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When disaster strikes: is your team prepared to respond?

Is your community ready to handle disaster if it strikes? Here are some tips on how to begin structuring your oval community disaster preparedness plan. The more information about the community that is available to the emergency responders, the better they can help bring the situation under control. Know the location of all utility shut offs in the buildings; have a list of building residents on hand. For a high-rise, most disaster experts say a set of building plans is invaluable to a firefighting team, many of whom may never have responded to a high-rise tire before, Know which apartment homes may have individuals who may have difficulty in an evacuation situation.

Author's note: This is not a comprehensive emergency plan by any means. It is a list of some tips on how to get started.

1 Call 9-1-1 before contacting your corporate office. Make certain you have an after-hours contact number for your immediate supervisor, as well as a second and third individual to contact if your immediate supervisor is unreachable. Explain as clearly as possible the seriousness of the situation and what steps yon have taken to secure the property.

2 Contact your local chapter of the American Red Cross for community disaster educational materials. Each year, the Red Cross responds to more than 65,000 disasters, both natural and man-made so its knowledge on disaster preparedness is comprehensive. The American Red Cross Web site has many resources,

3 Establish a "calling tree." Each person on your list is responsible for calling one member of your staff. This way, contact is made more quickly, and everyone knows exactly who was called. This eliminates the need for everyone to start calling one another. Practice your calling tree procedures. Occasionally, run a drill by calling the first contact on the list and inform them that you are running a drill. The last person on the list should call you back so you can time the completion of the drill.

4 Designate one team member to man the phones and disseminate information to residents during an emergency. A bilingual team number may be best suited for this position ff many residents speak English as a second language.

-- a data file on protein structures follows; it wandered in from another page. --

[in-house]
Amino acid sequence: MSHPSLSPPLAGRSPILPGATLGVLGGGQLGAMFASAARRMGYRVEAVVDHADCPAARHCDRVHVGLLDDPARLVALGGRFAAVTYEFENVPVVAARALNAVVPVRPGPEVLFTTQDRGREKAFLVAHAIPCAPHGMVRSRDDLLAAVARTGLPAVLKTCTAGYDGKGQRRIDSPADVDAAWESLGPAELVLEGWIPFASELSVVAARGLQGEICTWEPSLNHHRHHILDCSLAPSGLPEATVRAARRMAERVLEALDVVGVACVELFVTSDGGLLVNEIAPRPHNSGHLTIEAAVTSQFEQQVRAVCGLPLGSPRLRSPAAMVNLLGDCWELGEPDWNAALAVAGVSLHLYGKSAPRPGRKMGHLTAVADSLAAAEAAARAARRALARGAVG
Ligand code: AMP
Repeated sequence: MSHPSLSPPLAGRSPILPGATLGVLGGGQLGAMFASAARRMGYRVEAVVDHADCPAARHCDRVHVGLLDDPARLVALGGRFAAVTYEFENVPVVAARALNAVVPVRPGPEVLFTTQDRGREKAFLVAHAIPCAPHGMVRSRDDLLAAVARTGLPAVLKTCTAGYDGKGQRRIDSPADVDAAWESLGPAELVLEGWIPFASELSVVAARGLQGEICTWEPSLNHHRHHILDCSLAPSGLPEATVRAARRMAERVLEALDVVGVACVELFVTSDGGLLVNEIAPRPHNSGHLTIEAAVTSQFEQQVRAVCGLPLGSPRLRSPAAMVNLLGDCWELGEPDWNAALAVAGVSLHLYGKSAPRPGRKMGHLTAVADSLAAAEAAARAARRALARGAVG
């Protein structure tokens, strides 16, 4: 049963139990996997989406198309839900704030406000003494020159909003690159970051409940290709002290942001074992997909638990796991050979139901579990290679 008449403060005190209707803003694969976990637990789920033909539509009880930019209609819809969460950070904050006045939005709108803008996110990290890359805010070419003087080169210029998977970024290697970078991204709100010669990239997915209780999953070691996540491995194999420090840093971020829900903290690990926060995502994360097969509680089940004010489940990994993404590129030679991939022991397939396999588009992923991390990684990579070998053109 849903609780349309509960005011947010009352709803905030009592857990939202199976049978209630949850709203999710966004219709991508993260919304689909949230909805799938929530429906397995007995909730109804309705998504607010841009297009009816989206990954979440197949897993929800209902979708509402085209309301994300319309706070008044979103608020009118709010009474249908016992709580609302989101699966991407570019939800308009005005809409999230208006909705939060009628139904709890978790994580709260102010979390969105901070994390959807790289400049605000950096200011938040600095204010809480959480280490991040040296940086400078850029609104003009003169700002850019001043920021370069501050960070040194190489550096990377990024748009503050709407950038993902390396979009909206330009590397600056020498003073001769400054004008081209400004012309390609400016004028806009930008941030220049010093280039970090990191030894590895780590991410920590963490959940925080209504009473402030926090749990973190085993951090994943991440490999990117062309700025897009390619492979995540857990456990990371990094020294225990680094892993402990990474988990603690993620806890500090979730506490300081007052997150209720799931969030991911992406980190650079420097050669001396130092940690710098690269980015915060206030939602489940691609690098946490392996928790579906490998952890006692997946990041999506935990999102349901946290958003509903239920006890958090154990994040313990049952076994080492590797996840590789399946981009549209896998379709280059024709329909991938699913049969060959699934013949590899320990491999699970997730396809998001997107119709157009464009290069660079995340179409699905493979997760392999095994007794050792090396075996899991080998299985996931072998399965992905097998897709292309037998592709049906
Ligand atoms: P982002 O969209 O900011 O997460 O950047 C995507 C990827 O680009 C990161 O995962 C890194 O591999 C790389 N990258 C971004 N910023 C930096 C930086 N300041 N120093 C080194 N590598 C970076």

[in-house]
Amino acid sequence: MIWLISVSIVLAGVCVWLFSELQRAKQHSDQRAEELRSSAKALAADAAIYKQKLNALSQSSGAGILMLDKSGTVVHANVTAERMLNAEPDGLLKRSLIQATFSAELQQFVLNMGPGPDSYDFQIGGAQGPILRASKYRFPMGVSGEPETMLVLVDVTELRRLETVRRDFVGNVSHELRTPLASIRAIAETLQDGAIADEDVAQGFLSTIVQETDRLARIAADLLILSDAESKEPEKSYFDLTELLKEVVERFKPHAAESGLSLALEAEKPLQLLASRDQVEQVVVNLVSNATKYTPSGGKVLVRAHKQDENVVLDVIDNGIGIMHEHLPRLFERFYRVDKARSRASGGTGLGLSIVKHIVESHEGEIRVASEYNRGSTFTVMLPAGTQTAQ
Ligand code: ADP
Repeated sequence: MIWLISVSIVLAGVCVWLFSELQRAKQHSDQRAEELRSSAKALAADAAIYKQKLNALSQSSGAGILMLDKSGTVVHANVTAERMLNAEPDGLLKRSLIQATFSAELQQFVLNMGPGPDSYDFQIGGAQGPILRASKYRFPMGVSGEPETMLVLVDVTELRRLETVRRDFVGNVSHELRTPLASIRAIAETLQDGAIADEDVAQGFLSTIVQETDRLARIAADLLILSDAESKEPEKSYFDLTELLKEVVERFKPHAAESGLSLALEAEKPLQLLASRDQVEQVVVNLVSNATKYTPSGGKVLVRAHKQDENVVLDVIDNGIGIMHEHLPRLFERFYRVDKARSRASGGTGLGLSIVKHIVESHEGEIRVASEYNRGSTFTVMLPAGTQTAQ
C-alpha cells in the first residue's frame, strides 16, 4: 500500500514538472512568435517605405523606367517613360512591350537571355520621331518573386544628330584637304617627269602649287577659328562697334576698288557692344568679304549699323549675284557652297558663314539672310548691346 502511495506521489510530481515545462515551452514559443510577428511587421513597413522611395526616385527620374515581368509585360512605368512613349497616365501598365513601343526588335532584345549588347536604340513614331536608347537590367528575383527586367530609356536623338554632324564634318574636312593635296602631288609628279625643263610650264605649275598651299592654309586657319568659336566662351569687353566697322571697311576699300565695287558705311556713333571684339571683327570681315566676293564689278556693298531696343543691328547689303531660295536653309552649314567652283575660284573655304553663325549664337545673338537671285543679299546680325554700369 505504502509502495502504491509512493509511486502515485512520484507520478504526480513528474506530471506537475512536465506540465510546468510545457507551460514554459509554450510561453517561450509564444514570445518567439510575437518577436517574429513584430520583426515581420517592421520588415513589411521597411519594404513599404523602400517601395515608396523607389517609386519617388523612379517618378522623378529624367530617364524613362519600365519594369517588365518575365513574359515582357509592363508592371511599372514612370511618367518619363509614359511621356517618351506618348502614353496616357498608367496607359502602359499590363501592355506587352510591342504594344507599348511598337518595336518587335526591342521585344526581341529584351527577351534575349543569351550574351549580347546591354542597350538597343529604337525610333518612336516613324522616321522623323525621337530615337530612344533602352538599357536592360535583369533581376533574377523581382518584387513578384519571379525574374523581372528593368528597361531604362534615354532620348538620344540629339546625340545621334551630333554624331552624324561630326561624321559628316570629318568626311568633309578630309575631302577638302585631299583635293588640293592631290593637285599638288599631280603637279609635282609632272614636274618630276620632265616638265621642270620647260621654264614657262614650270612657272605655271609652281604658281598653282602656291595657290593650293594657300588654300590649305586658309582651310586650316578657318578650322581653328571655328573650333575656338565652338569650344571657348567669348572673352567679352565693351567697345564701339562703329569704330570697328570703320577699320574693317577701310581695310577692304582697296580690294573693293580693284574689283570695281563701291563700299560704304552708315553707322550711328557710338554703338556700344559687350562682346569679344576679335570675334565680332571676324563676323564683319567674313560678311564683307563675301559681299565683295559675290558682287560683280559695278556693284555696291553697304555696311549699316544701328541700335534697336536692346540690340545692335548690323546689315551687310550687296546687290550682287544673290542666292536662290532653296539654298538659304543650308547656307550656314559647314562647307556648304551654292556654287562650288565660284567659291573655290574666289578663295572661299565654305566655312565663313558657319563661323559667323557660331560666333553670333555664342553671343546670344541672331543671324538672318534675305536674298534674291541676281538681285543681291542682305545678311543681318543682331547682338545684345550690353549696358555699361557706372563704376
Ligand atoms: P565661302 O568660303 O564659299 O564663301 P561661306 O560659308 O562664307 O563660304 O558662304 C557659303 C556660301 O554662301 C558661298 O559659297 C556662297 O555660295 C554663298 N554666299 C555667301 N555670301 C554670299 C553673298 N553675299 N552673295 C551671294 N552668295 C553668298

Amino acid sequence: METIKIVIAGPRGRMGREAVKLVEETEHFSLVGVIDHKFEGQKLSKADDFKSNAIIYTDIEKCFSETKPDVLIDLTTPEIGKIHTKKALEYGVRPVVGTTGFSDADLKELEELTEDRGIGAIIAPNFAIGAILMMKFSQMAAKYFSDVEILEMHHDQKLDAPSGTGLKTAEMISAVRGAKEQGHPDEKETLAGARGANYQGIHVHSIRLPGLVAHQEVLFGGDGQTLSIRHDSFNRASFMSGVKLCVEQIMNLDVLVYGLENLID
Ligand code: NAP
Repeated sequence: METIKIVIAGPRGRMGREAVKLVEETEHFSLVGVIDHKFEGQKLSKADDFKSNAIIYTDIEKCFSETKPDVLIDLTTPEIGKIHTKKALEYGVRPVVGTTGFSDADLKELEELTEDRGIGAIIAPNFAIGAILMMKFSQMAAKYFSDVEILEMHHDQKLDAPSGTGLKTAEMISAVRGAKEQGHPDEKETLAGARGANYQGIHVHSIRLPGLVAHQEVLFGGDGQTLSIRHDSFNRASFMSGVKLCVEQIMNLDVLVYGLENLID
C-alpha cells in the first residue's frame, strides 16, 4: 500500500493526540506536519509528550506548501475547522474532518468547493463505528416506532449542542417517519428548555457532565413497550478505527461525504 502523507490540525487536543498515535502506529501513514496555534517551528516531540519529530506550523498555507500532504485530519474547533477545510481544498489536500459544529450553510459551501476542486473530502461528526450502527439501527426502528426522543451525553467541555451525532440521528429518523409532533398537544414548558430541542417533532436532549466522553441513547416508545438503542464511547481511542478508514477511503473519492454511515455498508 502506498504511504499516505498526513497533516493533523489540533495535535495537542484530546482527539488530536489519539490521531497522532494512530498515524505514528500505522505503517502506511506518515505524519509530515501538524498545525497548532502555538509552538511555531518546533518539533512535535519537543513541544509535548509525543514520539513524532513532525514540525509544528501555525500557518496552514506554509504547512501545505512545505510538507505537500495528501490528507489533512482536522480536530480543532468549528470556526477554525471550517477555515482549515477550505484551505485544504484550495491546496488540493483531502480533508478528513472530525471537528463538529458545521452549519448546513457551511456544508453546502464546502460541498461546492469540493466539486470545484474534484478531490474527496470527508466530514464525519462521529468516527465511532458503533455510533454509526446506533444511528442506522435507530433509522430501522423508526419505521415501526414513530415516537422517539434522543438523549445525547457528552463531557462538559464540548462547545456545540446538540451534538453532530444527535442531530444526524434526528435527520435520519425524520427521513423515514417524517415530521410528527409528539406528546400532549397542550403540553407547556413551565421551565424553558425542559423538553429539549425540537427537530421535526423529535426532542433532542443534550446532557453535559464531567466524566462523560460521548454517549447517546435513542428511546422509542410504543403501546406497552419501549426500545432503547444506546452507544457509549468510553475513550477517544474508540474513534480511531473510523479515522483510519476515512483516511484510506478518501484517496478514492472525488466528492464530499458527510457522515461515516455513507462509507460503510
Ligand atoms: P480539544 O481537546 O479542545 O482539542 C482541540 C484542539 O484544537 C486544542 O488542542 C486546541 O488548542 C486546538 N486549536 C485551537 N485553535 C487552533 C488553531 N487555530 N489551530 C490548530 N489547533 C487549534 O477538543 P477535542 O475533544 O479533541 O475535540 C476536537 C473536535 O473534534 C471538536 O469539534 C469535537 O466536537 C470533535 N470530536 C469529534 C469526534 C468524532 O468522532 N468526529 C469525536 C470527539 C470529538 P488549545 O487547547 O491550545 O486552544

5 Have laminated cards made containing outside assistance phone numbers for each of your team members. All team members should have in their wallets a card (laminated for protection) of two phone numbers for:

* Tree removal service

* Roofing company

* Glass replacement company

* Water extraction company

* Restoration company

* The American Red Cross

Having these numbers on hand will allow the appropriate people to be contacted immediately rather than waiting to obtain numbers from a closed and locked leasing office.

6 Make sure your team has been trained on how to respond to a disaster at your community. They should all be able to answer the questions, "What is my role?" and "Where should I go?" in case disaster strikes.

7 In the event a disaster takes place, offer displaced residents a place to gather and immediately provide food and beverages while they wait to find out where they will be staying if relocation is necessary.

8 When handling media requests, consider the following guidelines:

* Follow corporate office guidelines on media requests. Most management companies do not want their first line teams responding to the press. In this case, refer them to the designated company spokesperson. Alert the company that the media will be contacting them.

* For those selected to speak to the media, ask for a deadline. This provides time to make yourself presentable if necessary, as well as providing time to gather the facts. Generally a deadline is in place, so get it and use that time to prepare.

* Always get a contact name and number for a follow up story. Things usually look better a day later and follow up information can be provided to help the community respond positively to a disaster.

The Federal Emergency Management Agency's Web site,, has an Emergency Management Guide for Business and Industry that is available for downloading for no charge. This guide covers information about some of the most common hazards, such as:

* Hazardous materials incidents

* Floods and flash floods

* Hurricanes, tornadoes, and earthquakes

* Severe winter storms

* Technological emergencies

According to the Red Cross, no business should risk operating without a disaster plan because as many as 40 percent of small businesses do not reopen after major disaster, such as flood, tornado or earthquake. These shuttered businesses were unprepared for disaster; they had no plan or backup systems.

Lisa Trosien has more than 20 years of industry experience. She can be reached at
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Title Annotation:Onsite solutions: special report
Author:Trosien, Lisa
Date:Jul 1, 2004
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